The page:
The What, When and Why of Your Nutrition Plan
By Bob Seebohar
Keeping a daily food log. Do you do it? If you are like many athletes, you may i ndeed keep a daily tally of what you eat and while I will not argue the efficacy in this exercise, I do want to provide guidance on what you should really be looking at in your daily eating patterns.
Far too many athletes address the wrong components when it comes to analyzing their own daily nutrition intake. For example, the most popular food logging questions athletes attempt to ask themselves are:
- What am I eating?
- When am I eating? and
- How much am I eating?
Ah, and this is where the rubber meets the road. Do you really need to look at all three of these? Let’s take a closer look.
When you attempt to answer the question, “what am I eating”, it is for good reason. This addresses the quality of the nutrients that you put in your diet. Are you substituting whole fruit for canned fruit or whole grains for enriched starches? You can obtain a good amount of useful information when you step back and assess the quality of your diet by addressing what you eat. This question has my blessing.
What about logging at what time you eat your food throughout the day? Again, to get a better snapshot of your personal nutrient timing plan, this is an extremely important question to ask yourself. I find many athletes who become enlightened when they report to themselves the timing of their meals and snacks. When it comes down to it, what you are really trying to accomplish is the control of blood sugar. Because blood sugar ebbs and flows every 3-4 hours, it is quite important to understand when you choose to eat certain foods, especially as it relates to your training sessions. This question also has my blessing so continue to track it.
And then there was one question left that addresses quantity of food, or more important, how many calories you put into your body. The question of “how much?” Registered dietitians have often asked this question to their clients in order to get a more accurate idea of the quantity of calories the athlete is eating. The first question you should ask is how important this really is. I would argue that it is not important and that instinctual eating, that is, eating when you are biologically hungry, should become your main goal in navigating your daily nutrition plan. As infants, we are very aware of our bodies’ biological needs for hunger. Babies cry, parents feed them. However, as we age, we tend to lose our instinctual nature of eating and allow ourselves to choose meal and snack times based on emotions and habit, rather than listening to our body’s hunger responses.
Herein lies the problem. By asking yourself (and logging) how much you eat, you are contributing to your inability to assess your biological hunger. You are focusing simply on the number of calories to tell you when and if you are full instead of internalizing your hunger and getting to know your body and its hunger cues better. The worst thing you can do, especially if weight loss is your goal, is to track and count calories. Yes, you did read that correctly and yes, I am a registered dietitian telling you this. I work with athletes like you daily and the one overwhelming similarity in all athletes is the inability to let go of numbers and teach and trust their body cues once again. This is what I strive for and this is what I teach athletes. Tracking how much you eat in terms of calories does not hold much significance in my books. What you should be asking yourself is why you eat. Why are you choosing a particular food at a certain time of the day? Are emotions driving your hunger? Is it because it is 12:00 and thus it must be lunchtime, even though you are not hungry?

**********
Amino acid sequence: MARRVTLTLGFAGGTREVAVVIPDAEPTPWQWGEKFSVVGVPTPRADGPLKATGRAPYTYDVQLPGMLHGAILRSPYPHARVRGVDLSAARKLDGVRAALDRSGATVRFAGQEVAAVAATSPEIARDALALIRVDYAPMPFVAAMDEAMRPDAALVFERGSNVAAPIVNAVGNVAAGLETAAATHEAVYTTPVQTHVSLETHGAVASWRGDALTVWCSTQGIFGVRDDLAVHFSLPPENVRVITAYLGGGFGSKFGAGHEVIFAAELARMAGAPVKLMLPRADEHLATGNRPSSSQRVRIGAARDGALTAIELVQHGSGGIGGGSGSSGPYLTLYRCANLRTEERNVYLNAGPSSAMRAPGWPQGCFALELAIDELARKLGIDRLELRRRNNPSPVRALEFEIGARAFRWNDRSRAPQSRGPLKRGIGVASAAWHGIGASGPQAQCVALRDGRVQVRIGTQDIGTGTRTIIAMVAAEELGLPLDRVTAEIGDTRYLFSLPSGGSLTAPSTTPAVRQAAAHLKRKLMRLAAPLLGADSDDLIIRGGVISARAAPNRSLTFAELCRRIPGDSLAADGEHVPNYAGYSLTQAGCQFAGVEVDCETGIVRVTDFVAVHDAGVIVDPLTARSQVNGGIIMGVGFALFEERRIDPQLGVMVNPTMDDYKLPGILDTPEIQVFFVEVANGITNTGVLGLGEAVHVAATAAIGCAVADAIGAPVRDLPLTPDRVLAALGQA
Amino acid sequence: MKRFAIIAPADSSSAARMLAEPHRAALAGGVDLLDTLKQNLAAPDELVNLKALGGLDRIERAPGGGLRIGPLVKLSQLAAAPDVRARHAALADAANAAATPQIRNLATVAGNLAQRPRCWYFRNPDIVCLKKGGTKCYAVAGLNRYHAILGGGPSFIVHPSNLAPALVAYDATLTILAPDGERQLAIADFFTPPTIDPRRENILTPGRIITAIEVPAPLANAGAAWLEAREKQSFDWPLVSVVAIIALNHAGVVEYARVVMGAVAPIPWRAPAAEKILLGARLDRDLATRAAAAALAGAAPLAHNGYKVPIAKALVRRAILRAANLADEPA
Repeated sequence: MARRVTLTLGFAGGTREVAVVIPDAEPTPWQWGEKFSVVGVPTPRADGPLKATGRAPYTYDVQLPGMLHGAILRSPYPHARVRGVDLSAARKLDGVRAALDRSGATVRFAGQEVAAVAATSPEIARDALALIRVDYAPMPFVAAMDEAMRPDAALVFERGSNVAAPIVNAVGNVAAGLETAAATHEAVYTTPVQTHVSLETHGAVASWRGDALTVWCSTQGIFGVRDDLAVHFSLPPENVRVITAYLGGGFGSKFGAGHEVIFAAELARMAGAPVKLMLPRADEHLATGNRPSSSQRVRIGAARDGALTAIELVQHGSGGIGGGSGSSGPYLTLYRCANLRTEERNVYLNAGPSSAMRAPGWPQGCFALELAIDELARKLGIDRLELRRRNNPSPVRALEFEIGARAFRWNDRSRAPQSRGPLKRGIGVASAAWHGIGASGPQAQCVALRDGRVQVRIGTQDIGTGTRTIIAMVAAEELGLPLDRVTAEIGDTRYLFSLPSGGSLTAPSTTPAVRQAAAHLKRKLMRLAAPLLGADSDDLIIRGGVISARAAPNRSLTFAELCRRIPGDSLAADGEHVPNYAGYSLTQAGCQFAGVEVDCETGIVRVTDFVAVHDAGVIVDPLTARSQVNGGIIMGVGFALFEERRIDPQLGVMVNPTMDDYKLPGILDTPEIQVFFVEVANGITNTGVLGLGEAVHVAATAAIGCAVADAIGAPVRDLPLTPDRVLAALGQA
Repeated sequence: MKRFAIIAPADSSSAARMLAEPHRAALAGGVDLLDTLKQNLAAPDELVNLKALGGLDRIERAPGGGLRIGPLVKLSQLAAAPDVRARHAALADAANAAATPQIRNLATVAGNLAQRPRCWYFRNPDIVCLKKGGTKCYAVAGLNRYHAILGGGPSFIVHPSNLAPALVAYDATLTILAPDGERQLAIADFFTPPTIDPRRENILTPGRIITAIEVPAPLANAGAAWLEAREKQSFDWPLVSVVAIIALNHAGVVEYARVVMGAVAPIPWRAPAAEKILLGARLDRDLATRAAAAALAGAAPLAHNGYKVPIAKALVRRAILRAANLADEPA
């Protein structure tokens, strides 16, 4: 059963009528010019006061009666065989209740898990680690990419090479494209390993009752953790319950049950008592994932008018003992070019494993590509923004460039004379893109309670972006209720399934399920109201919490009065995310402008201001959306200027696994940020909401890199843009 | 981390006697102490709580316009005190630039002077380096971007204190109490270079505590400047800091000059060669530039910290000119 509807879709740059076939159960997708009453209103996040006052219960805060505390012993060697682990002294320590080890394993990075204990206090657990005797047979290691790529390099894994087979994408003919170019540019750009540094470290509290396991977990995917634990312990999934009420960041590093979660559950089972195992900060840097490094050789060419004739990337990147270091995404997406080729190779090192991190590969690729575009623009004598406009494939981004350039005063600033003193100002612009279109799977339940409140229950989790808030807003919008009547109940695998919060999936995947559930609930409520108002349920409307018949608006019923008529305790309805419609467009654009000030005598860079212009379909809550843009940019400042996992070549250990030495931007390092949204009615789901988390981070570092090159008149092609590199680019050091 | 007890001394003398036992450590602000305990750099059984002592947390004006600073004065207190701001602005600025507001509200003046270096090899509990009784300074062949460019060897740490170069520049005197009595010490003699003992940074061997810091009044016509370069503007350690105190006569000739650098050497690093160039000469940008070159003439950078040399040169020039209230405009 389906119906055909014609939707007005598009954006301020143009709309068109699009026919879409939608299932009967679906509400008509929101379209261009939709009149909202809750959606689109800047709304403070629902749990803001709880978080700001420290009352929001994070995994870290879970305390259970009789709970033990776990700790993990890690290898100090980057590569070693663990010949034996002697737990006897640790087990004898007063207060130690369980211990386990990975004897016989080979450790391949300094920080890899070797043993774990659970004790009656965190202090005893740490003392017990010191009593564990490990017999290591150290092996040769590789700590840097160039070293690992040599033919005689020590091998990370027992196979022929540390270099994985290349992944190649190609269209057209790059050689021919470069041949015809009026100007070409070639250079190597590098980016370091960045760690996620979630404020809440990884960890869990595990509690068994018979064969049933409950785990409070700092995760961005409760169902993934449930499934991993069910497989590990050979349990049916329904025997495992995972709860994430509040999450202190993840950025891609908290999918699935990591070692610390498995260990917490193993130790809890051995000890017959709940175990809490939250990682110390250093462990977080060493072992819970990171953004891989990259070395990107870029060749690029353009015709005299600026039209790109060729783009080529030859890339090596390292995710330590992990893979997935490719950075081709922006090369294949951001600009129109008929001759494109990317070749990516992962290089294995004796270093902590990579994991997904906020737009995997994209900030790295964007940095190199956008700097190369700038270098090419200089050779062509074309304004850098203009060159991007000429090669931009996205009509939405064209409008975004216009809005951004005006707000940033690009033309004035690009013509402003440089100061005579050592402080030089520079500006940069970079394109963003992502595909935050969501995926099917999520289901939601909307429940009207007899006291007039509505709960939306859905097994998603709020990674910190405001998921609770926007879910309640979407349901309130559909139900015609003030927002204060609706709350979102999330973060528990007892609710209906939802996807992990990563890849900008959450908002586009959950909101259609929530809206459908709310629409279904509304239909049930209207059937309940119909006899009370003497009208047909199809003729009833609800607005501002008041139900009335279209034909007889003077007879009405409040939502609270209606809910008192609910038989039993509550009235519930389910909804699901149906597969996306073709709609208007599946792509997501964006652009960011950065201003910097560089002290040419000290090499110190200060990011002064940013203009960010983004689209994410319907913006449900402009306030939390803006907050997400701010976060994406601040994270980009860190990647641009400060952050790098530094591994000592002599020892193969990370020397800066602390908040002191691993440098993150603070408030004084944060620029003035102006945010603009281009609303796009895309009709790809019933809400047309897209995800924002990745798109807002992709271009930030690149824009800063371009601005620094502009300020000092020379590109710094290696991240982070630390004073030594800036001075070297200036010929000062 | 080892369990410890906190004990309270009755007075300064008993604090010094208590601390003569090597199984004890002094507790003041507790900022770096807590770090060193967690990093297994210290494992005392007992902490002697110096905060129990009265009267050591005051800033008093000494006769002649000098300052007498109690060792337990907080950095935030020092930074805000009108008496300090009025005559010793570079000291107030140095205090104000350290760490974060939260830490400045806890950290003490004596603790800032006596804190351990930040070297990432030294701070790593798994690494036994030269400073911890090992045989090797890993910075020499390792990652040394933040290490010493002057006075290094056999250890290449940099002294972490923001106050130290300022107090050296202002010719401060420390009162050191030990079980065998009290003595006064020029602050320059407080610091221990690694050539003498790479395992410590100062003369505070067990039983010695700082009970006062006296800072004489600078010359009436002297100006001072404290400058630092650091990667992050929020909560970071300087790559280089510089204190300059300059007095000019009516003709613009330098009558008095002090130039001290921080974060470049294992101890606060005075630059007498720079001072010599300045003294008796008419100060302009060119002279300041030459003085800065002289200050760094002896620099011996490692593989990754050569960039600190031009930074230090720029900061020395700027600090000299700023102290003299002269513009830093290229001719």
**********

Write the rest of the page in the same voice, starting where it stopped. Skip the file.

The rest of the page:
By spending a little time getting away from calorie counting and re-learning your body’s instinctual hunger cues, you will become much more educated about when your body needs certain nutrients and when it doesn’t. And because I know you are thinking, “I will overeat if I don’t count my calories and I don’t trust myself,” don’t worry. Your body becomes self-regulated after you allow it to experience biological hunger again. It is quite refreshing actually because you will better control your blood sugar which has a direct effect on mood, cravings and body weight.
If you continue to keep a food log, be sure to only include what, when and why you eat. Give it about 4-6 weeks and you will have a new outlook on your food choices.
Bob Seebohar, MS, RD, CSSD, CSCS is a sport dietitian and elite triathlon coach. He traveled to the 2008 Summer Olympics as the U.S. Olympic Committee Sport Dietitian and the personal Sport Dietitian for the 2008 Olympic Triathlon Team. He has served as head coach for Sarah Haskins, 2008 Olympian, was a performance team member (sport dietitian and strength coach) for Susan Williams, 2004 Olympic Triathlon bronze medalist. He is the current coach of Jasmine Oeinck, 2009 Elite National Champion.
Bob's new book, Metabolic Efficiency Training: Teaching the Body to Burn More Fat, will teach athletes how to structure their nutrition and training program throughout the year to maximize their body's ability to use fat as energy and improve body composition. For more information and to order the book, visit www.fuel4mance.com or contact Bob at firstname.lastname@example.org